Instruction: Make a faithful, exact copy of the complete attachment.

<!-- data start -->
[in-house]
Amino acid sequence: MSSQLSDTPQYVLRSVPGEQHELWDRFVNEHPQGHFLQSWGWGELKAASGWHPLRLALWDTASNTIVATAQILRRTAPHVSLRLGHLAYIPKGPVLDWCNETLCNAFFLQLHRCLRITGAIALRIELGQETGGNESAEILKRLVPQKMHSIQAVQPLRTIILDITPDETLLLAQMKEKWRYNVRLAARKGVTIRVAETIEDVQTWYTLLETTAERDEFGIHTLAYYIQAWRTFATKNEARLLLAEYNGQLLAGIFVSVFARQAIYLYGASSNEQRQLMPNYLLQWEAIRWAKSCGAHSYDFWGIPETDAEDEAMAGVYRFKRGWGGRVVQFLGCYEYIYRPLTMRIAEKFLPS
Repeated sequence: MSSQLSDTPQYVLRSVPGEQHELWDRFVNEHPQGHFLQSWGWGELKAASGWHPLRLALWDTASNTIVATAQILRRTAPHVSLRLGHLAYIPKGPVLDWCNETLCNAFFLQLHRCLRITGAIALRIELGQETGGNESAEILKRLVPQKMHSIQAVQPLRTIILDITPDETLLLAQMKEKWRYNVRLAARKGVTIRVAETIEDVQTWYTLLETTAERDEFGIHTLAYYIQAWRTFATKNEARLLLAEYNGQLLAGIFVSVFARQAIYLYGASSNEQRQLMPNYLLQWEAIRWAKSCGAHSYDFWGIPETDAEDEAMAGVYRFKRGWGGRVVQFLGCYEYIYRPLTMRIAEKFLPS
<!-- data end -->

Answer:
[in-house]
Amino acid sequence: MSSQLSDTPQYVLRSVPGEQHELWDRFVNEHPQGHFLQSWGWGELKAASGWHPLRLALWDTASNTIVATAQILRRTAPHVSLRLGHLAYIPKGPVLDWCNETLCNAFFLQLHRCLRITGAIALRIELGQETGGNESAEILKRLVPQKMHSIQAVQPLRTIILDITPDETLLLAQMKEKWRYNVRLAARKGVTIRVAETIEDVQTWYTLLETTAERDEFGIHTLAYYIQAWRTFATKNEARLLLAEYNGQLLAGIFVSVFARQAIYLYGASSNEQRQLMPNYLLQWEAIRWAKSCGAHSYDFWGIPETDAEDEAMAGVYRFKRGWGGRVVQFLGCYEYIYRPLTMRIAEKFLPS
Repeated sequence: MSSQLSDTPQYVLRSVPGEQHELWDRFVNEHPQGHFLQSWGWGELKAASGWHPLRLALWDTASNTIVATAQILRRTAPHVSLRLGHLAYIPKGPVLDWCNETLCNAFFLQLHRCLRITGAIALRIELGQETGGNESAEILKRLVPQKMHSIQAVQPLRTIILDITPDETLLLAQMKEKWRYNVRLAARKGVTIRVAETIEDVQTWYTLLETTAERDEFGIHTLAYYIQAWRTFATKNEARLLLAEYNGQLLAGIFVSVFARQAIYLYGASSNEQRQLMPNYLLQWEAIRWAKSCGAHSYDFWGIPETDAEDEAMAGVYRFKRGWGGRVVQFLGCYEYIYRPLTMRIAEKFLPS